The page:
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Showing posts from April, 2009

What is Unitarianism?

I'm working on our new website at church, and writing a bit about Unitarianism. This involves striking a balance between my understanding of Unitarianism, my congregation's, and my national community's understanding. Here's what I've got. Unitarianism is a liberal and creedless faith, rooted in the Christian tradition, yet on a spiritual adventure in search of truth, justice and healing for the world. We are a faith community for those on a spiritual journey, for those who believe there is still more to be discovered in religion. We believe in religious exploration – through the intellect and through the spirit. Through the intellect we explore religious questions in sermons, lectures, courses and dialogue. Through the spirit we explore through worship, music, ritual, meditation and prayer. Though we are on a spiritual journey, we are not only concerned with our own spiritual enlightenment, but know that the world today cries out for justice, compassion and healing.

GA 09: Day Four

I managed to agree to do the 7.30am worship on this last day of the Annual Meetings. Urgh. It was a shame I couldn't enjoy the last night of GA but had to go to bed reasonably early. I was suprised that a good number of people actually turned up. The crazy idiots, they should have been in bed like any reasonable person. Last day of Business Emergency motion came from my district where Unitarians have suddenly been banned from a state-funded Church of England school: passed. A motion calling for a set of "behavioural principles" I guess what they mean is something like the Seven Principles of the UUA. But just observing the debate about the revision of these in the blogosphere has got me feed up of it all. I can't be bothered with arguments about words. And I don't think we should be directing our energy at this when we could be investing in practical mission and spiritual renewal. I voted against. The motion passed. A motion calling for the Scout Association to al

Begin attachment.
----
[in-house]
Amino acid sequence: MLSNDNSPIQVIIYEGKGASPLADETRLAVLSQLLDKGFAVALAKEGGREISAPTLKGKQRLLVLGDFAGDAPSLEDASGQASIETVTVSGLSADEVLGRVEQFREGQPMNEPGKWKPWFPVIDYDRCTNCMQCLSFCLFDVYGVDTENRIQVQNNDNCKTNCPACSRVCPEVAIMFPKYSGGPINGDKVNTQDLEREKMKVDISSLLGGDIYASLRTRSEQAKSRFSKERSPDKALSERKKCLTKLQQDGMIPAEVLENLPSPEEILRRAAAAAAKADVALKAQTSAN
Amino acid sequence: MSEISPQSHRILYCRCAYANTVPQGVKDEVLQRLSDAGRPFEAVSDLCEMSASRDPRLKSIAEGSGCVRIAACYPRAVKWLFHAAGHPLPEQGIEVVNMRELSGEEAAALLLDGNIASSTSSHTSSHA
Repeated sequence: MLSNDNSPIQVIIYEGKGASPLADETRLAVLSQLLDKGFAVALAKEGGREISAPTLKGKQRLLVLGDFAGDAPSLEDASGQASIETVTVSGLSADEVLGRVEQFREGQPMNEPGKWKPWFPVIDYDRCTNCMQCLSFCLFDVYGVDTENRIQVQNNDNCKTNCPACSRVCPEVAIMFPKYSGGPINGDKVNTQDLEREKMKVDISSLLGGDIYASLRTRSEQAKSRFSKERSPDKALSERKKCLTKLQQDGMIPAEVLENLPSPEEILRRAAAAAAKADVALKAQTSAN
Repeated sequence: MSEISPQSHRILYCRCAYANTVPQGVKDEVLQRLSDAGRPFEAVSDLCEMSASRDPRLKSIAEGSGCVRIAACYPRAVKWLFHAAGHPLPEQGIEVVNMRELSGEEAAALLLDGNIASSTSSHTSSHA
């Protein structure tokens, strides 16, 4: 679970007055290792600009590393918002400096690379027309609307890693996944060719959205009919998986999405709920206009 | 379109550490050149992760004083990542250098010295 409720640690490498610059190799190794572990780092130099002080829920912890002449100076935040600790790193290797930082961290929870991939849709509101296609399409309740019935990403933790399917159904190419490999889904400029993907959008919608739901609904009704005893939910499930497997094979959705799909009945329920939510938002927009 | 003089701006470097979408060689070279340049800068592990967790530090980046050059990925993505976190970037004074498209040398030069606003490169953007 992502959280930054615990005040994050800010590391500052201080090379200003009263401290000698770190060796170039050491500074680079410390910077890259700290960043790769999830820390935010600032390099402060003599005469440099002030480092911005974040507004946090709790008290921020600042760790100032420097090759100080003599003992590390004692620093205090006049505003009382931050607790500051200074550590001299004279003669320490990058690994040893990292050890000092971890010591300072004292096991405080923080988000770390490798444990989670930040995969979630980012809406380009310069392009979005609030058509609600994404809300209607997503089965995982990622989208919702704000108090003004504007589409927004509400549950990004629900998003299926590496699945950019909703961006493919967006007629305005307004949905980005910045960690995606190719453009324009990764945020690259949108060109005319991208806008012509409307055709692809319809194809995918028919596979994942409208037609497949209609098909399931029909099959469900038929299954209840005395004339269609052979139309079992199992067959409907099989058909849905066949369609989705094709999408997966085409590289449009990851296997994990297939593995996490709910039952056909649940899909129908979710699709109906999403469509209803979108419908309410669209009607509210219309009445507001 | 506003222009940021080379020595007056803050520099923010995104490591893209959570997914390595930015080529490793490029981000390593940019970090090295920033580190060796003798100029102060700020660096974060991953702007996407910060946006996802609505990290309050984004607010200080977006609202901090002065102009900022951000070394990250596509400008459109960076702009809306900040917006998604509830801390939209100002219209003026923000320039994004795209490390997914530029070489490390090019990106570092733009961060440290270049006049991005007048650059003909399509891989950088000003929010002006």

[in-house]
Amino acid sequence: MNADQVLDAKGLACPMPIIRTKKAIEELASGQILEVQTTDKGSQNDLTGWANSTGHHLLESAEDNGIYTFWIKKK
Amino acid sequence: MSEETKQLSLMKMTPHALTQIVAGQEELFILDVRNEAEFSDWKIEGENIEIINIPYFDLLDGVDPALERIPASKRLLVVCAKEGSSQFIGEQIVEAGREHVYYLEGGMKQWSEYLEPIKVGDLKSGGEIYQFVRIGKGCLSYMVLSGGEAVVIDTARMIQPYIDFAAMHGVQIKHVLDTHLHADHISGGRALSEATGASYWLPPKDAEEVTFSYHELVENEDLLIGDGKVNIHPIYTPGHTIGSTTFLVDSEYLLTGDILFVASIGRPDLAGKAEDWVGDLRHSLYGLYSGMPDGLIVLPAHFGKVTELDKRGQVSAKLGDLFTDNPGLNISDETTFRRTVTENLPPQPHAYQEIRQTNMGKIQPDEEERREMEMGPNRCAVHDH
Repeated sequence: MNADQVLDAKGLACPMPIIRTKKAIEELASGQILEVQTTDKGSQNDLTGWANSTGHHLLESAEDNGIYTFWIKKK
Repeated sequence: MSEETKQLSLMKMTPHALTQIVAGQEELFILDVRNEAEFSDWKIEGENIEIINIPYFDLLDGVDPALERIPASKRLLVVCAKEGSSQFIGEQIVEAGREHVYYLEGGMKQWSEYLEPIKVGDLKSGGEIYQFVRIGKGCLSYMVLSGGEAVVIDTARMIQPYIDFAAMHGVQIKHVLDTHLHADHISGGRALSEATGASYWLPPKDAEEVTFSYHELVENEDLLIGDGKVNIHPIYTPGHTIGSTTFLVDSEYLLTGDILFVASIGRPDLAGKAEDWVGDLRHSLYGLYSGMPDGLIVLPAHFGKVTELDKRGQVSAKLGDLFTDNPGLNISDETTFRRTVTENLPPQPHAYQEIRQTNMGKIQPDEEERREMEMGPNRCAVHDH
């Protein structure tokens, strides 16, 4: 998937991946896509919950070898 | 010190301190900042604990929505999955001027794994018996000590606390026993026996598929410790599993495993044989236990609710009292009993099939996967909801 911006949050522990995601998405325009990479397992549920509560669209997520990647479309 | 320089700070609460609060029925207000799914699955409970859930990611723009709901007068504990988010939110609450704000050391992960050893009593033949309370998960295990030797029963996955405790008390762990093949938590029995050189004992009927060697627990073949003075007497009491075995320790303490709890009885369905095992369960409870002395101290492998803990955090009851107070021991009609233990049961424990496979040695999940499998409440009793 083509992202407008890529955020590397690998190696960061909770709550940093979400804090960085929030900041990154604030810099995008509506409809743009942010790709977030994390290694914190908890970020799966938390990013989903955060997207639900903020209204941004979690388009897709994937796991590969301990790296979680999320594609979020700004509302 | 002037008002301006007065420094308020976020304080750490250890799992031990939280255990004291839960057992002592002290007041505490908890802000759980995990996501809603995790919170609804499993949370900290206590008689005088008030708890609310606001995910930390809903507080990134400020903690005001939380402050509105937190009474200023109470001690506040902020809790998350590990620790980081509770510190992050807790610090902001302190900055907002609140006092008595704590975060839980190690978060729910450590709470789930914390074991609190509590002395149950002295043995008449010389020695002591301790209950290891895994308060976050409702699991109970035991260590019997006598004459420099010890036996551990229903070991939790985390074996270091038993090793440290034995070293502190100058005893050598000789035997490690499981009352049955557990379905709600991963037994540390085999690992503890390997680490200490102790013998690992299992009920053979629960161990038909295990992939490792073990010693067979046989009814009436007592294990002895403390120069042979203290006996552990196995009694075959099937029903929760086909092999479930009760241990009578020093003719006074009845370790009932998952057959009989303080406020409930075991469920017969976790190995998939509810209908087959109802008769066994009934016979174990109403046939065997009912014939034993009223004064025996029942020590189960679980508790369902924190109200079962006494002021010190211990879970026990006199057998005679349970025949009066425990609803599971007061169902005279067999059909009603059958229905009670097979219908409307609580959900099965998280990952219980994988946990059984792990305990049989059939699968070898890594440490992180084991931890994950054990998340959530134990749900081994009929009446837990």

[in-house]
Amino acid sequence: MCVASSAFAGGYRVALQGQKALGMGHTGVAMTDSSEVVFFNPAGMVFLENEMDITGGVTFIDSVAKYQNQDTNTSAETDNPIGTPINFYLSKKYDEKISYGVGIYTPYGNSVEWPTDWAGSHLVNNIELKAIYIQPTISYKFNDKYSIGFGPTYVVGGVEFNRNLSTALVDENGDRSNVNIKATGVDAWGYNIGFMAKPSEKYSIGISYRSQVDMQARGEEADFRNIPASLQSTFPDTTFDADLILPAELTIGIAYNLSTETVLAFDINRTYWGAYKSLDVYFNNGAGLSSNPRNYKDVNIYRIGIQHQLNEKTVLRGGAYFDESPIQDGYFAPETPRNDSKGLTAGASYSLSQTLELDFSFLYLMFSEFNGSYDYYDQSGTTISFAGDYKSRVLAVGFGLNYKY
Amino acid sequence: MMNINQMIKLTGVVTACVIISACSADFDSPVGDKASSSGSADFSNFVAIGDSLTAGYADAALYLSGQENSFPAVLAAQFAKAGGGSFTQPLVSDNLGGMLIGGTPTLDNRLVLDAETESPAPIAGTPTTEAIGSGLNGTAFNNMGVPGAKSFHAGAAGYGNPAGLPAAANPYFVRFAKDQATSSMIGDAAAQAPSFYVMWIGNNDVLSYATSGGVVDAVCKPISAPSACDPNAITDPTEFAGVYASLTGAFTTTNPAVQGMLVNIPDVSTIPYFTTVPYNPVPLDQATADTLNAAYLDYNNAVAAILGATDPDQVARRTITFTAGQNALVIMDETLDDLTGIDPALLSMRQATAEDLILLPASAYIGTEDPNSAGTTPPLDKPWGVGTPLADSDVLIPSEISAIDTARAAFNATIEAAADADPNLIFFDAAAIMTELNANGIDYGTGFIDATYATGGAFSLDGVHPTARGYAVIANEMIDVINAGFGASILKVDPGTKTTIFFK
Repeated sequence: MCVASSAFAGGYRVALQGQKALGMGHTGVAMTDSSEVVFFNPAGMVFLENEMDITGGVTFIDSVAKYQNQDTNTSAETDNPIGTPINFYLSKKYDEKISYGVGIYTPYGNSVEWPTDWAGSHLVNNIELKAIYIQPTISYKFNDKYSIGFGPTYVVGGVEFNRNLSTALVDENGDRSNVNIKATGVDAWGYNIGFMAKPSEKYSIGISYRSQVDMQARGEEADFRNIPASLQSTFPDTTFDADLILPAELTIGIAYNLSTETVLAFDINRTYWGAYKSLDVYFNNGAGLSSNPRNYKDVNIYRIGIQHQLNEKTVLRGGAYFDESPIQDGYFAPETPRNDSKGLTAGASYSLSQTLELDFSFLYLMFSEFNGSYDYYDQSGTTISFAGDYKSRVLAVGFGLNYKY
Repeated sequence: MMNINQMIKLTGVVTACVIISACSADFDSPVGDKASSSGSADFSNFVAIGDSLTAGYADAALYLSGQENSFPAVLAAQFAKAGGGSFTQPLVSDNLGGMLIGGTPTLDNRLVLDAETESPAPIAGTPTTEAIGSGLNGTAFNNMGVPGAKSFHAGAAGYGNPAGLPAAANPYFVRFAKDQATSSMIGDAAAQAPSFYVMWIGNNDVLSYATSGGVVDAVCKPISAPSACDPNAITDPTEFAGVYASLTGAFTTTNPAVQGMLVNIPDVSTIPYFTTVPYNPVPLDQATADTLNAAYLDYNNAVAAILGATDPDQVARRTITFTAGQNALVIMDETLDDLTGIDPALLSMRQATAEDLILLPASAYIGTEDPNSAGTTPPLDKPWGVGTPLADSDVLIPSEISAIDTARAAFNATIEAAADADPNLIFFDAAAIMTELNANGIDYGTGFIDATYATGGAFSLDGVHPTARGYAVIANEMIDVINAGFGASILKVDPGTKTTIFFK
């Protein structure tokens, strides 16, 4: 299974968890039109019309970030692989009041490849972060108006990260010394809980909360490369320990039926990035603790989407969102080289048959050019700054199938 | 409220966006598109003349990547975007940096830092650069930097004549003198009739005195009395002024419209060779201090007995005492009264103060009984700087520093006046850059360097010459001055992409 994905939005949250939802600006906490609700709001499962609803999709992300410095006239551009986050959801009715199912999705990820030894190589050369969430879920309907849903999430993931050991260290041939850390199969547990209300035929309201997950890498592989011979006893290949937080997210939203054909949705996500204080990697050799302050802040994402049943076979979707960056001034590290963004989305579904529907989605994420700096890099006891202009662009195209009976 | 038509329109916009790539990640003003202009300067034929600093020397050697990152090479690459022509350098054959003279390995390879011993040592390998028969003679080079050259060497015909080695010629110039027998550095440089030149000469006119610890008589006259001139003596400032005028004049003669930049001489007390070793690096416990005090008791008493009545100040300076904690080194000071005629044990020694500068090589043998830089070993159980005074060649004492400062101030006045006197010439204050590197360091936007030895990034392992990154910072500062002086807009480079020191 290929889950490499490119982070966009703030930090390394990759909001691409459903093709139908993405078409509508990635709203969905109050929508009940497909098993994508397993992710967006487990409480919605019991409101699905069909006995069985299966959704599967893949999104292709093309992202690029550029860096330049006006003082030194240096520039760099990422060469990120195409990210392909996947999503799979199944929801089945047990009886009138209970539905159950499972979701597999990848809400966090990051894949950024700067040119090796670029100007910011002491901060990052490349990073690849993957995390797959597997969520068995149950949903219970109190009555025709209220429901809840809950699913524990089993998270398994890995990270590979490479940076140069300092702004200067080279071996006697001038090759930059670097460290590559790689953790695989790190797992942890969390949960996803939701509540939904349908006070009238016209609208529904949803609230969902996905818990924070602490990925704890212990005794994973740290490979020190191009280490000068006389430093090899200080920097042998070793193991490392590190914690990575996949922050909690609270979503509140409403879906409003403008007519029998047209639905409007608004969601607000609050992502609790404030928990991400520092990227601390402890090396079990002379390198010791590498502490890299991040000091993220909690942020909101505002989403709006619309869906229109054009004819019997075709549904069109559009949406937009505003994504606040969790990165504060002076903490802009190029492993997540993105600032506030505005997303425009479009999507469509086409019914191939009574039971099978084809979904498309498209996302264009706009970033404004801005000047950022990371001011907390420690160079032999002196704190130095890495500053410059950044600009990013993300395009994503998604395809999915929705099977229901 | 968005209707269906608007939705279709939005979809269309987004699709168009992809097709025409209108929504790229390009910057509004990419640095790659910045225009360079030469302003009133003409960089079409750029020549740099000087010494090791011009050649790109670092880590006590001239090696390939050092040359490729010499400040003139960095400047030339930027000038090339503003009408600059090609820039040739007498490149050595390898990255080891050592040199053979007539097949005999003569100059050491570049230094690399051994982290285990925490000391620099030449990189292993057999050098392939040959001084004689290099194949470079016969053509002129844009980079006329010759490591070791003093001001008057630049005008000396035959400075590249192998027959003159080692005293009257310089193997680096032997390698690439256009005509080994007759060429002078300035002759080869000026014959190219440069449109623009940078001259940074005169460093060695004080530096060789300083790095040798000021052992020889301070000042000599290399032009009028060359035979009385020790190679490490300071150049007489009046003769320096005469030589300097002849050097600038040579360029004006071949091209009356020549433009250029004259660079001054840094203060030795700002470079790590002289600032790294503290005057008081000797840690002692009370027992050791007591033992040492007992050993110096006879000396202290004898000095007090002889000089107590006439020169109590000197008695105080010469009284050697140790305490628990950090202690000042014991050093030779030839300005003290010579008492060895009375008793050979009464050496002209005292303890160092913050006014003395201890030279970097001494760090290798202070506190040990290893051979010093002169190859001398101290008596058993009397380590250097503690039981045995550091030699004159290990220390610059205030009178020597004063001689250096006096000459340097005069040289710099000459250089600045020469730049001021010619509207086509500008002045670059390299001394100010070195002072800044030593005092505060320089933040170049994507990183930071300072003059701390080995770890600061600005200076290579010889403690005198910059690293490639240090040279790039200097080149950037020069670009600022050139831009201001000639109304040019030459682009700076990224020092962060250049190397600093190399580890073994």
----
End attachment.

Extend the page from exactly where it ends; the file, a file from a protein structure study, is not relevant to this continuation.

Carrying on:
GA 09: Day Three

Business Meeting Motion calling for a shorter, more dynamic title for the denomination to be brought next year was passed. I supported this. See post below. Two motions naming James McClelland and Eric Jones as Honorary Members. That's about it. Growth session We finally got somebody who actually knows something about growth to talk to us. Jane Dwinell, a small congregation specialist in the UUA (we're all small congregations in American church growth terms) spoke very well about a lot of good things. I was reading an Anglican book a while ago that was talking about the so-called "Decade of Evangelism" (1990s) being in fact more of a decade of learning about evangelism. I think that's kind of where we have been in the last few years, learning, thinking, not really doing. This can be a bit frustrating. But I hope we're moving on now. It's not brain surgery to learn best practice from thriving congregations in our community and in other communities. Anyway i


I wrote this piece for the GA Zette last week, and seeing as its made it into the Bolton News today, I might as well share it here, slightly adapted: I have been asked by the Ministry Commission to write an article here to explain the fact that the honorific title of “Reverend” was not used for me at the Anniversary Service. I must explain that this is entirely at my own insistence, and is a matter of personal conscience. The title “Reverend” meaning literally “one worthy of being revered” was a medieval title of respect that in the fifteen century began to be restricted to clergy. This was despite Jesus’ specific condemnation of special titles for religious leaders (Matthew 23:6-12). As someone who considers himself a follow of Jesus, I feel the use of such titles runs against Jesus’ teaching, which warned against the love of status and religious pomposity. This is the main reason I don’t feel like I can use the title. Also, as a Unitarian I am committed to the inherent and sacred wor